Charles Darwin's Evolution: Did His Anxieties Shape His Science?

Darwin head shot
This is one of the last photographs taken of Charles Darwin, who developed the theory of evolution whereby changes in species are driven, over time, by natural and sexual selection. (Image credit: Richard Milner Archive)

NEW YORK — How much did Charles Darwin's personal anxieties influence his work on the theory of evolution? Did the tragedy of losing his mother at an early age shape the type of scientist he would  become?

Dr. Gail Saltz, an associate professor of psychiatry at the New York Presbyterian Hospital Weill-Cornell School of Medicine, and David Kohn, founder and director of the Darwin Manuscripts Project at the American Museum of Natural History, discussed these and other intimately personal questions about Darwin on Monday (March 3) here at the 92nd Street Y in Manhattan.

The speakers examined the so-called psychobiography of Darwin, which involves using modern psychological research and theory to peel back the mystique of historical figures, in an effort to better understand their lives. Through the lens of psychology, Saltz and Kohn tried to figure out the motives that governed Darwin's actions and the issues that drove his ambitions. [See Images of Charles Darwin's Life on Display]

A lasting legacy

Darwin is best known for his work on the theory of evolution, which he detailed in his seminal book, "On the Origin of Species." The book, published in 1859, stated that all life on Earth descended over time from common ancestors, and a process of natural selection governs the branching pattern of biological changes.

Darwin's contributions helped him become one of the most influential scientists in history, but his theory of evolution by natural selection remains controversial to this day. Biblical literalists reject Darwin's theory, believing instead in creationism, which focuses on the idea that God created animals and humans in their current form some 6,000 years ago, as described in Genesis.

Yet, Darwin's experiences early in his life may have taught him how to protect against the onslaught of criticism that would be lobbed his way from people championing competing theories, according to Saltz.

Darwin was born into a wealthy family on Feb. 12, 1809. But tragedy struck early, and Darwin's mother died when the boy was just 8 years old. His older sisters became the maternal figures.

"His sisters were like mothers to him, and they were very critical," Saltz said. "He learned to protect himself from criticism, and maybe learned to develop a sense of oppositional defiance, which becomes prophetic."

Darwin's father, Robert, was a doctor, and was very strict with his son, the researchers said. Robert had aspirations for his son to follow in his footsteps, but Charles felt indifferent about medicine, Kohn said. [Creative Genius: The World's Greatest Minds]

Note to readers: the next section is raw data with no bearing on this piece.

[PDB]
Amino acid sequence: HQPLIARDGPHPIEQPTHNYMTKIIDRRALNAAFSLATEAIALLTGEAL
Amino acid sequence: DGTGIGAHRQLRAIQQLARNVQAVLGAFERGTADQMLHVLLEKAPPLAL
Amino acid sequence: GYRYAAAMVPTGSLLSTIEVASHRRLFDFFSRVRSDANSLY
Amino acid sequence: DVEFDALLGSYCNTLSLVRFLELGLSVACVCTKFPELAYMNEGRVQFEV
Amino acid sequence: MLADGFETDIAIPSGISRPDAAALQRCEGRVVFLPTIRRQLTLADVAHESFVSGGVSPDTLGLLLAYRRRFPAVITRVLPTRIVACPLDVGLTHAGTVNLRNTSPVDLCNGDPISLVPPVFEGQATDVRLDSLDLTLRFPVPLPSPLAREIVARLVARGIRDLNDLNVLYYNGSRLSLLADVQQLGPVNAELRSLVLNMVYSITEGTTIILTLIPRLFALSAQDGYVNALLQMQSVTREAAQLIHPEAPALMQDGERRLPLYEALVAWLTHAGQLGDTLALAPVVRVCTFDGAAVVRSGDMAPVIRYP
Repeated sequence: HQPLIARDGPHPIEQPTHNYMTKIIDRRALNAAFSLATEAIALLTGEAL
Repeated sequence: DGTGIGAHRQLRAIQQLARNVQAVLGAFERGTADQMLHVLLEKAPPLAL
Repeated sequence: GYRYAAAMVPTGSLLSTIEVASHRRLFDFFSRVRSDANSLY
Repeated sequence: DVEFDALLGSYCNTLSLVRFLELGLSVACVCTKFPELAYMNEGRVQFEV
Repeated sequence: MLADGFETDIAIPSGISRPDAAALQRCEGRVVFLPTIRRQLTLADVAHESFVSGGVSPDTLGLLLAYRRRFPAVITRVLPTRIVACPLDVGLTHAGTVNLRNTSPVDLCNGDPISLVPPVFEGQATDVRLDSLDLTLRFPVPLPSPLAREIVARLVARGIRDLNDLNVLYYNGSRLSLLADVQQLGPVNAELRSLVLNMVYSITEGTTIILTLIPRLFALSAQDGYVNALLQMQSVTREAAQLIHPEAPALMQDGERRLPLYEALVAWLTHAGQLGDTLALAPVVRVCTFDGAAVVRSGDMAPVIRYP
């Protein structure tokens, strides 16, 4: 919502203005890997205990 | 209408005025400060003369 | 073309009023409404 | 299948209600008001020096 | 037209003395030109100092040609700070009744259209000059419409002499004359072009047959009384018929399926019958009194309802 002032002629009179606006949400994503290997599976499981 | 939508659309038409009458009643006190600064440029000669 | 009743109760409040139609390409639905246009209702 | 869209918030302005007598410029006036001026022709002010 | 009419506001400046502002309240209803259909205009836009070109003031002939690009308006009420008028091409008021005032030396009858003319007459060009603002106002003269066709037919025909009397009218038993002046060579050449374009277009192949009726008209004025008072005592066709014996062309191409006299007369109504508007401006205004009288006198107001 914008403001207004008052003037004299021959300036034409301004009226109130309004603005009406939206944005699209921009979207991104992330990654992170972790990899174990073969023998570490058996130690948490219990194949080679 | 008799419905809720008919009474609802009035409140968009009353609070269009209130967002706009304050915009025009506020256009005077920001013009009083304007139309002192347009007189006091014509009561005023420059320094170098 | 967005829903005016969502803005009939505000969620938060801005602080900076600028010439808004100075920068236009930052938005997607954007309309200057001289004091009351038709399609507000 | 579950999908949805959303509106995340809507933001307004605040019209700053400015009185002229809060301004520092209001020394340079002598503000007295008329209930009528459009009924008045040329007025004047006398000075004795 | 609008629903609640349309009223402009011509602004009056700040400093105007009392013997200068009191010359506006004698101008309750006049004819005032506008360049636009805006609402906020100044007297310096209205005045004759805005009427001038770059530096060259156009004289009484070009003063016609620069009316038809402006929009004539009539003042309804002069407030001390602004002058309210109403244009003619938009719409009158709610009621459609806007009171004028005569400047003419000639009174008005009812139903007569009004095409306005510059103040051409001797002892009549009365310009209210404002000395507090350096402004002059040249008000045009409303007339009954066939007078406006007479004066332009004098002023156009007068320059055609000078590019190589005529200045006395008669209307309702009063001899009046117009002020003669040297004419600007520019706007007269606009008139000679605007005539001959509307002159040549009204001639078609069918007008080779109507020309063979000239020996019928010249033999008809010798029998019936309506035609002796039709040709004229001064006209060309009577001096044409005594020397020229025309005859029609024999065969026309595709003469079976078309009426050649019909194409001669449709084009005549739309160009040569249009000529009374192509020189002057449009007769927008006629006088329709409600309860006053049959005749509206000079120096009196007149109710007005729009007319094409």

"He liked observing his father practice, but when he went to [the University of] Edinburgh Medical School, other things drew him in," he said.

Yet, despite going on to pursue his interest in natural science, Darwin maintained a strong desire to please his father, and Robert Darwin's death in 1848 would have a profound effect on the naturalist, Saltz said.

On his own origin

Another key to unraveling Darwin's psychobiography involves analyzing the scientist's internal anxiety, Saltz said. Before embarking on his five-year voyage aboard the HMS Beagle — during which time he would begin to develop his theory of evolution — Darwin experienced anxiety attacks, headaches and eczema-type skin irritations, she added.

"Historians have looked at this and think it's very psychosomatic," Saltz said, referring to the idea that Darwin's physical ailments may have been accompanied — or even aggravated — by mental suffering brought on by stress and anxiety.

Darwin's anxiety persisted throughout his life, and culminated in what might be diagnosed as a nervous breakdown shortly after the death of his father, according to Saltz.

"He wanted his father's approval so much, and this remained to the end of his father's life," she said. "After his father's death, Charles goes through a period where he's really not well."

These troubles may explain why nearly 21 years passed between when Darwin began writing his theory of evolution, and when "On the Origin of Species" was finally published in 1859, Saltz added.

"He holds back in publishing, and waits decades," Saltz said. "There was a long period when he had these ideas, had written these ideas, but didn't publish them. Sometimes we see that production is blocked when patients are depressed."

Yet, despite suffering bouts of anxiety and having to navigate around critical family members, Darwin's upbringing likely also shaped his unique scientific talents, the researchers said.

"He was remarkably vigilant as an observer," Saltz said. "This may have been honed by having a father who was highly critical. All of this may have translated into him being a great observer of nature."

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Denise Chow
Live Science Contributor

Denise Chow was the assistant managing editor at Live Science before moving to NBC News as a science reporter, where she focuses on general science and climate change. Before joining the Live Science team in 2013, she spent two years as a staff writer for, writing about rocket launches and covering NASA's final three space shuttle missions. A Canadian transplant, Denise has a bachelor's degree from the University of Toronto, and a master's degree in journalism from New York University.